In 1980 we had Norenberg Construction build us our dream house on 4 acres on Johnston Road – a sprawling split-level house with a family room, a fire place and a living room we weren’t allowed to sit in unless we had company. The desk had its own room in that house – a den with a window facing west so you could see who was coming up the drive.

When we moved to Beach Road, the desk went downstairs. Every evening during the school year Dad marked papers at that desk after dinner. Sometimes the papers were mine, or my sister’s. We listened as he mumbled and grunted to himself, wondering what mistakes we had made in our work.
As soon as he walked in the door after work each day, Dad sat at the desk and wrote in a ledger. He showed me how he wrote down what he spent every day, and where he kept the receipts. After he died, we learned he had given money to several of his students over the years to buy a first car, or to sign up for hockey. He also helped me many times, when as a single mom I couldn’t afford to repair my car or pay my utility bill. I wanted to pay him back but he wouldn’t let me. “Don’t lend what you can’t afford to give,” he always said. I guess he had to be careful with his money, to ensure there would still be enough when the need arose.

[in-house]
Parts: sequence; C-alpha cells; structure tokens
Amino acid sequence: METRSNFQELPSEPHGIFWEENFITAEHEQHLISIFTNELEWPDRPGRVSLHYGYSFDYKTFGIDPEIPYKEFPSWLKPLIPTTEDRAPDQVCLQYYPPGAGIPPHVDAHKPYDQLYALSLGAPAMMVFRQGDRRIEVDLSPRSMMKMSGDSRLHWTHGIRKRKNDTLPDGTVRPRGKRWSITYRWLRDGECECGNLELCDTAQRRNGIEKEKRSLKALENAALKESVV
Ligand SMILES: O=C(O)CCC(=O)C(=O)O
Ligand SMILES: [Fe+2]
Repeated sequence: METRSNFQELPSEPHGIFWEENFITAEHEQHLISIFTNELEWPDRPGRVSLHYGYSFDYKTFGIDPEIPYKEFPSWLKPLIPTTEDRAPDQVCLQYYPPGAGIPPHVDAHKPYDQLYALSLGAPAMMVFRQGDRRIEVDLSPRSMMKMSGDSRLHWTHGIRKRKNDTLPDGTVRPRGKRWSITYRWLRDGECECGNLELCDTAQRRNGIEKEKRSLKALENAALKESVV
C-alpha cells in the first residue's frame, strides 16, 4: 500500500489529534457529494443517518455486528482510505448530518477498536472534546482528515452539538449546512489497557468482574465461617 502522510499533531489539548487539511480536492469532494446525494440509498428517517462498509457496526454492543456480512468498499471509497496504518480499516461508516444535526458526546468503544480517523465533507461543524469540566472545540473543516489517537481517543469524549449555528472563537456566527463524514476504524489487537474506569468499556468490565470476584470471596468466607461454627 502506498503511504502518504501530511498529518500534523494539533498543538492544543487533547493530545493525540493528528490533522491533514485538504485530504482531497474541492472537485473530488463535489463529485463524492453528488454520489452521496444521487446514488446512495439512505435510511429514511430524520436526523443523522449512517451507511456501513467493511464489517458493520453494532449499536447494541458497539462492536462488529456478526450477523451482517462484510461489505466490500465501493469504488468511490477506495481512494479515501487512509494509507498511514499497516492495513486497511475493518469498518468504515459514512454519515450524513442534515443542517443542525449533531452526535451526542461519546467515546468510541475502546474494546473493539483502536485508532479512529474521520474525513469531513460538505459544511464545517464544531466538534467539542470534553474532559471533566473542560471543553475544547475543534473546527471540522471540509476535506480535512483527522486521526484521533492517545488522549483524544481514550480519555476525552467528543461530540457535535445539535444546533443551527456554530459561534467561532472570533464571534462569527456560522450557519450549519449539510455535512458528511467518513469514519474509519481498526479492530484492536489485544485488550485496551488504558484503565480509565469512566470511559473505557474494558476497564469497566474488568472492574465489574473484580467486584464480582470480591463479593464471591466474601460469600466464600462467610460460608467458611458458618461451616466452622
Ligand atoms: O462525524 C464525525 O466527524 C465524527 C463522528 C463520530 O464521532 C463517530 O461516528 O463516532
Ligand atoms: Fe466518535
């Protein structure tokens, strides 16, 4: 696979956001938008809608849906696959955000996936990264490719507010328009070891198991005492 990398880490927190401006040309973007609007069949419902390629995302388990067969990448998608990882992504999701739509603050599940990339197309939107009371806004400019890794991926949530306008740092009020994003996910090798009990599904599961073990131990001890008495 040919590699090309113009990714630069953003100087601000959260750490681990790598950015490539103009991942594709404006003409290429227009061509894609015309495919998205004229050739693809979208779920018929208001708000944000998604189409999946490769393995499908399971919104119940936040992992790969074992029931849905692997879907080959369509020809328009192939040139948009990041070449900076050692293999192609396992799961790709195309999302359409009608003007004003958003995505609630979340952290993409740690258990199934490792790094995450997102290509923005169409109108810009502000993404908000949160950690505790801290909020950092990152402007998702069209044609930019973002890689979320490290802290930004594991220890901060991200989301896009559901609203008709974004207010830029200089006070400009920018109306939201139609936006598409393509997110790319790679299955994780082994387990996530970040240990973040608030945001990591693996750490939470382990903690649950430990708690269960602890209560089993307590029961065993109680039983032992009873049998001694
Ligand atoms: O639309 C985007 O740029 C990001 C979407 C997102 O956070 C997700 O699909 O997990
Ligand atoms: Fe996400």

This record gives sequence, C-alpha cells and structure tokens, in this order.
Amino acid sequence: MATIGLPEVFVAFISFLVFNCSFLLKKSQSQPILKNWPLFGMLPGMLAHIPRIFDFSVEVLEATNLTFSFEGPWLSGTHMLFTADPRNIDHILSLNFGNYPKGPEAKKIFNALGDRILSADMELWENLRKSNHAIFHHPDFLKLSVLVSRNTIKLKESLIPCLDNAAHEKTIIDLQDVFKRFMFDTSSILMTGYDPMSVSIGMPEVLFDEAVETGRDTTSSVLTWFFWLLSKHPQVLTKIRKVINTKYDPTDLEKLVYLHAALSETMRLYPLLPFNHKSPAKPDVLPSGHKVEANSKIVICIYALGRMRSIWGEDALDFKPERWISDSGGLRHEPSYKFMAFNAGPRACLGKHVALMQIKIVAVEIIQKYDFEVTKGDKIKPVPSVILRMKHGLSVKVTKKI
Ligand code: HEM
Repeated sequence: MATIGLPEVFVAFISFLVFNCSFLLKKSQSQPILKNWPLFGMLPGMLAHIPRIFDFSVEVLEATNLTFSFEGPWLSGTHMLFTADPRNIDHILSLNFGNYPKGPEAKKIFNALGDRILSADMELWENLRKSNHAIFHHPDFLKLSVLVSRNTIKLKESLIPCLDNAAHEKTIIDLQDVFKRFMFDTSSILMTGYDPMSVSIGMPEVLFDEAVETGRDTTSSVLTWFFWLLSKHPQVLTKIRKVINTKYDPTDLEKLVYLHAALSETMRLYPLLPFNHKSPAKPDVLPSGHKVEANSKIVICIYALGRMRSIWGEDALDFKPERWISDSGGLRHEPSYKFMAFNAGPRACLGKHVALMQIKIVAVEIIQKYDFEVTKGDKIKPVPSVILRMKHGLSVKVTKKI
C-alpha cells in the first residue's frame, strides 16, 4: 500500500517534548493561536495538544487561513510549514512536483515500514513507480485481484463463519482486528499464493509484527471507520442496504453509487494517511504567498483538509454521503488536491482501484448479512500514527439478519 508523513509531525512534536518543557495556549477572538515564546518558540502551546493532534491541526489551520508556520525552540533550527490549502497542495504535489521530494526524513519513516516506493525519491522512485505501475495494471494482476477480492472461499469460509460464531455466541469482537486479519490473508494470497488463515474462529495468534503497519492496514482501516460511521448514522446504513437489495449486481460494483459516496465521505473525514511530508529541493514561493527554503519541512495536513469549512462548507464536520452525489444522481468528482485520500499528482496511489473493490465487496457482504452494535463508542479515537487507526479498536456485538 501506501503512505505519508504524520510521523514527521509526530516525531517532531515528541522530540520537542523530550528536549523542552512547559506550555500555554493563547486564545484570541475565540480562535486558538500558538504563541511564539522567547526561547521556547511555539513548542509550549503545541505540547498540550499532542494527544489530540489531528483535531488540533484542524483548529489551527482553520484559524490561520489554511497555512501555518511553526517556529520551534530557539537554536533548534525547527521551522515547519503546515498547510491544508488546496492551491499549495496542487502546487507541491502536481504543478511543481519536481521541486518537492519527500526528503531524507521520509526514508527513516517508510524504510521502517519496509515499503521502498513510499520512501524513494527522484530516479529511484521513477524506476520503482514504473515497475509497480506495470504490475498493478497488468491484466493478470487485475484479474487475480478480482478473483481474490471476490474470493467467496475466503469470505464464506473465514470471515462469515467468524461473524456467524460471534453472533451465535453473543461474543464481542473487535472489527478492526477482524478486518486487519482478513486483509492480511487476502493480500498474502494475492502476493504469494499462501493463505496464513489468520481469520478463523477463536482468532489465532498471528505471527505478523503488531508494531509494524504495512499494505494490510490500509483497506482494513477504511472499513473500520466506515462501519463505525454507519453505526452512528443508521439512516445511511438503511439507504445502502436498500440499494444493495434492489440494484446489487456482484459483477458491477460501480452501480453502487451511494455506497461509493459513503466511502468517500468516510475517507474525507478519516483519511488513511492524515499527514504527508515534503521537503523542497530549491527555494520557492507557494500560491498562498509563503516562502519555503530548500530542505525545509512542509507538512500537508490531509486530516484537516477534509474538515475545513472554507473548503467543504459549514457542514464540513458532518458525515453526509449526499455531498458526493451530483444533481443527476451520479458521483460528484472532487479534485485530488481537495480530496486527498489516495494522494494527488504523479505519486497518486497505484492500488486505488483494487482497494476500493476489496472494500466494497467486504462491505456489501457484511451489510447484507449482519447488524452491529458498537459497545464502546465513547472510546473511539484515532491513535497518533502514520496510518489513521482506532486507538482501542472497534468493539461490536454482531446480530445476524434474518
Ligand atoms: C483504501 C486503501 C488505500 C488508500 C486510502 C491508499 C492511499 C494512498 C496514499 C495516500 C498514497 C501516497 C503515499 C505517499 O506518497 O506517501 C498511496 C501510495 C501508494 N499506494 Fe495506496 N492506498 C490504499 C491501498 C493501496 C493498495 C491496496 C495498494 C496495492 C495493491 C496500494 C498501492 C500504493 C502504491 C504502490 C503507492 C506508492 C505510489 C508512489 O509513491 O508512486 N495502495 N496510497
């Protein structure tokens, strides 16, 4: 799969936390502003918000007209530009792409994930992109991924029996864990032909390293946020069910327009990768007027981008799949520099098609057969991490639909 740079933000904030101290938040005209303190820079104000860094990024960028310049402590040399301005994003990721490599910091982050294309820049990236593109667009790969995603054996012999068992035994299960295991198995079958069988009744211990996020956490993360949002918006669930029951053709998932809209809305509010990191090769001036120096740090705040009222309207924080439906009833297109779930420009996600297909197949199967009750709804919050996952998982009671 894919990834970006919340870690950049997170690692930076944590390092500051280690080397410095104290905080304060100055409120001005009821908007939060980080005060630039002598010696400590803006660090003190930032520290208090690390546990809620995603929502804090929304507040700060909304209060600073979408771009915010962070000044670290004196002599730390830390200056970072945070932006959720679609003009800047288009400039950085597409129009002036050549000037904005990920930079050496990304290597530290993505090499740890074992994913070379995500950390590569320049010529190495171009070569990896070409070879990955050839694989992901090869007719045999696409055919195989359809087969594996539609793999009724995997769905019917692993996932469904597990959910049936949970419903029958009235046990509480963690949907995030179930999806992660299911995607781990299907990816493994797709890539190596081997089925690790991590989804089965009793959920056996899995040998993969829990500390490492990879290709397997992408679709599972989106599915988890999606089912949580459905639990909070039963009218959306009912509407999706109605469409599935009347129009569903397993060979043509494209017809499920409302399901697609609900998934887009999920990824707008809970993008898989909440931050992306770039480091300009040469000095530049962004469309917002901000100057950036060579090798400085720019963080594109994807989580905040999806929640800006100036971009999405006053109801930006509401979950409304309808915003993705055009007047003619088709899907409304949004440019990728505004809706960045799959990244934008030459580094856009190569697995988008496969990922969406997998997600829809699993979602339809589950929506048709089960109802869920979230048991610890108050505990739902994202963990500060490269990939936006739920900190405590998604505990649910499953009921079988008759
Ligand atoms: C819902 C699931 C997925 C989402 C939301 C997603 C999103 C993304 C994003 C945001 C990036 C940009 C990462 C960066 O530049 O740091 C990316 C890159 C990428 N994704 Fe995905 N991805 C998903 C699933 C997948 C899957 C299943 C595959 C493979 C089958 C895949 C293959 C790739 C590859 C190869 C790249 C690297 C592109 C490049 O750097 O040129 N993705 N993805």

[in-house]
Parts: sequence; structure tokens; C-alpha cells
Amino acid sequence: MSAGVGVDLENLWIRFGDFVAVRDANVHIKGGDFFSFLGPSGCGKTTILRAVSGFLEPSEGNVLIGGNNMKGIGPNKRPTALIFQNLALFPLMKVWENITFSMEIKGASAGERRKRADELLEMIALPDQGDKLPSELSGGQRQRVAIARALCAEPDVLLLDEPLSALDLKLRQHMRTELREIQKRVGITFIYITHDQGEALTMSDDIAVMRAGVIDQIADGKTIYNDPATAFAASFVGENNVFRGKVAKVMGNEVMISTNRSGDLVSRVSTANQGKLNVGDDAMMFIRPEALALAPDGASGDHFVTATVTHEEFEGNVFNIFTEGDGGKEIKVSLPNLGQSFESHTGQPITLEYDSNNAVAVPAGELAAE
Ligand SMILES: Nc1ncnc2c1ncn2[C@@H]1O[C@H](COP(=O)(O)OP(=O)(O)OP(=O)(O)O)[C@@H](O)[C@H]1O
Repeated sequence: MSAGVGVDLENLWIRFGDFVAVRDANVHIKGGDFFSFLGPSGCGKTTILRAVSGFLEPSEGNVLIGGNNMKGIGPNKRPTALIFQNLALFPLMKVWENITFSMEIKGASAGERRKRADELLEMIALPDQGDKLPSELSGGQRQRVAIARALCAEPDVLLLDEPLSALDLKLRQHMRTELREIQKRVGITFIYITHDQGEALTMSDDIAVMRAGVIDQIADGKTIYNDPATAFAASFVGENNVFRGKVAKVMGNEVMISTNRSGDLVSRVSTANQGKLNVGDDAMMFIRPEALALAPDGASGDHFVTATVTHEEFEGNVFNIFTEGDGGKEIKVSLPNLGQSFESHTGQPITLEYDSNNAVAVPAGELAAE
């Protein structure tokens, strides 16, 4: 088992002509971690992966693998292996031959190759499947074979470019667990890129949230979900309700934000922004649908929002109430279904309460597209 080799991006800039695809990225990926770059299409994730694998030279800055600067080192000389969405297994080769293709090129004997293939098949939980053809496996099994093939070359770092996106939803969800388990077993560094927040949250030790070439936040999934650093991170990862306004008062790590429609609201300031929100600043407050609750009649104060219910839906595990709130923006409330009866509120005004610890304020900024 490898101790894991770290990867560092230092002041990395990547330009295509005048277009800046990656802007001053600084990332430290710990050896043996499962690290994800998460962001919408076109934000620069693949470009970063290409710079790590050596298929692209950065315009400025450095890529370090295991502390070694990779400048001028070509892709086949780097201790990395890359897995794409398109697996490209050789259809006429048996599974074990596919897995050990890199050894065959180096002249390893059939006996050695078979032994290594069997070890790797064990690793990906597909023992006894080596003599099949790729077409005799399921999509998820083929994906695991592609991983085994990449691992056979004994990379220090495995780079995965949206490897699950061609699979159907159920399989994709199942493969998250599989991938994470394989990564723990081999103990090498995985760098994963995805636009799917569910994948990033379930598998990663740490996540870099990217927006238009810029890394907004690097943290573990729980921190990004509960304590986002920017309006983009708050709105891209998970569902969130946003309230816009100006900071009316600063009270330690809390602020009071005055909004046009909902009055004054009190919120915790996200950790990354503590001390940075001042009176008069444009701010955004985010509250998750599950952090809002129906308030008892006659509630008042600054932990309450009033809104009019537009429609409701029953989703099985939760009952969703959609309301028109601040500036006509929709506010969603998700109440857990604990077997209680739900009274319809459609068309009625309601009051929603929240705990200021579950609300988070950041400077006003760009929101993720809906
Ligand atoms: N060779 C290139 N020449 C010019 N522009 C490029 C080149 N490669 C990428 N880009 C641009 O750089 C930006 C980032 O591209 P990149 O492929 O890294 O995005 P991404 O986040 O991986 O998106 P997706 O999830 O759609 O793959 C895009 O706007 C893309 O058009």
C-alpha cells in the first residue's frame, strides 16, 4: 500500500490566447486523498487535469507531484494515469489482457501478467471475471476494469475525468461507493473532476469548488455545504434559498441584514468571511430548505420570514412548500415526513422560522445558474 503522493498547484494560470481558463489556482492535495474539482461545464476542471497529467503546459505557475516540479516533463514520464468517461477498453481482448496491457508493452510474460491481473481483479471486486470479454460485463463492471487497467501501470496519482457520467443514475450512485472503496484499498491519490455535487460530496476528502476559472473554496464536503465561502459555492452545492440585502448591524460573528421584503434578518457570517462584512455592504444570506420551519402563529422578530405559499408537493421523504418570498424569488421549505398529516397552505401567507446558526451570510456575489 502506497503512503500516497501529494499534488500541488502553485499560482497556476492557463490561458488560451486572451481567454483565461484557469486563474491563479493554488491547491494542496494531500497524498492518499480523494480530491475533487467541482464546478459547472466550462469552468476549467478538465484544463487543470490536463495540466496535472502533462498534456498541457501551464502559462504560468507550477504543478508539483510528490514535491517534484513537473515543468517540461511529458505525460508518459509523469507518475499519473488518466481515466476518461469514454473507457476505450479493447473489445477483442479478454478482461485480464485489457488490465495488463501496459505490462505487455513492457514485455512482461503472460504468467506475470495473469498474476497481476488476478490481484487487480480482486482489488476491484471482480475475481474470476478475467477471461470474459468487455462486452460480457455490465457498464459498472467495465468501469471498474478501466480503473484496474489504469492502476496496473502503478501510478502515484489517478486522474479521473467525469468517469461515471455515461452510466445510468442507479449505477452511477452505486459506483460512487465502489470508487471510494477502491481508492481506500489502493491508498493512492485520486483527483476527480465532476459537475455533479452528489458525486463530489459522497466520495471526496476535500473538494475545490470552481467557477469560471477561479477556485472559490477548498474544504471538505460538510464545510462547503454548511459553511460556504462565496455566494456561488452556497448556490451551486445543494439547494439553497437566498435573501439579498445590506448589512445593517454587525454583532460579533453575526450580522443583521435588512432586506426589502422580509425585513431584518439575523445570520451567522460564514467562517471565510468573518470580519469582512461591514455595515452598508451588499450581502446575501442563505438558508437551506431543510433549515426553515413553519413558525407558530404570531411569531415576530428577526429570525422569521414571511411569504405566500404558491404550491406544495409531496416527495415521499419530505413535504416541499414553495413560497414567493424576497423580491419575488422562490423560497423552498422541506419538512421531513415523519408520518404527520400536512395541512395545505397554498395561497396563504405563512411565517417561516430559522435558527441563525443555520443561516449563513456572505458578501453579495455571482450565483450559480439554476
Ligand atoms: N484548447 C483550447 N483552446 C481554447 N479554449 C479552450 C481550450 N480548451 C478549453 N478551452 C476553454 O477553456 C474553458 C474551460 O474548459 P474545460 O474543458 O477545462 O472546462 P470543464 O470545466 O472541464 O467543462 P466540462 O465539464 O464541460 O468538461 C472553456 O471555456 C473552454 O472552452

I took the desk home with me today. I’m not sure where I will put it, but the smooth, dark wood polished with my father’s hands will have a place of honour for many years to come.
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Monday, September 9, 2019

Banned from my own porch by yellow stripey things



I love my back porch. The Farmer built a trellis roof so vines can grow overhead to provide shade. I sit out there in the afternoon on the porch swing, enjoying a book in the last rays of sunlight. That is, I do that most summers. Not this year. This year I have been banned from the porch by yellow stripey things.
I do not know the difference between the various yellow stripey things. I can’t tell a hornet from a wasp from a yellow jacket. Obviously, I know the fatter and fluffier they are, the better. We like bumble bees. They are basically flying pandas.  I am happy to see these bees returning to my wildflowers and perennials, because I know they are important for pollination. It’s their grouchy, skinny little cousins I don’t like.